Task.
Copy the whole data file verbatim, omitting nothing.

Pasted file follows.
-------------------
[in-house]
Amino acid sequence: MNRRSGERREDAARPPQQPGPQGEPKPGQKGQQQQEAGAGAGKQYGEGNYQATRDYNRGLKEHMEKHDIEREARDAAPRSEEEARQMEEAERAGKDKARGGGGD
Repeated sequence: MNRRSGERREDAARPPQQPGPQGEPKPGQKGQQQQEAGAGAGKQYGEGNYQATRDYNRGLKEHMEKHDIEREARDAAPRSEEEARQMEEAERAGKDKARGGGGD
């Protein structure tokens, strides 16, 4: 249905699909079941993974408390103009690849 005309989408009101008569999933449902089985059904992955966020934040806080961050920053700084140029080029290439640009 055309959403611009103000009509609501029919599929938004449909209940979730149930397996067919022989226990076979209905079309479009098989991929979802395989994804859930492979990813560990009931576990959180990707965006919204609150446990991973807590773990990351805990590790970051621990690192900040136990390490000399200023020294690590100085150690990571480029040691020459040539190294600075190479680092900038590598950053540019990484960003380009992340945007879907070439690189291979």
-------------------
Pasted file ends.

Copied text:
[in-house]
Amino acid sequence: MNRRSGERREDAARPPQQPGPQGEPKPGQKGQQQQEAGAGAGKQYGEGNYQATRDYNRGLKEHMEKHDIEREARDAAPRSEEEARQMEEAERAGKDKARGGGGD
Repeated sequence: MNRRSGERREDAARPPQQPGPQGEPKPGQKGQQQQEAGAGAGKQYGEGNYQATRDYNRGLKEHMEKHDIEREARDAAPRSEEEARQMEEAERAGKDKARGGGGD
């Protein structure tokens, strides 16, 4: 249905699909079941993974408390103009690849 005309989408009101008569999933449902089985059904992955966020934040806080961050920053700084140029080029290439640009 055309959403611009103000009509609501029919599929938004449909209940979730149930397996067919022989226990076979209905079309479009098989991929979802395989994804859930492979990813560990009931576990959180990707965006919204609150446990991973807590773990990351805990590790970051621990690192900040136990390490000399200023020294690590100085150690990571480029040691020459040539190294600075190479680092900038590598950053540019990484960003380009992340945007879907070439690189291979």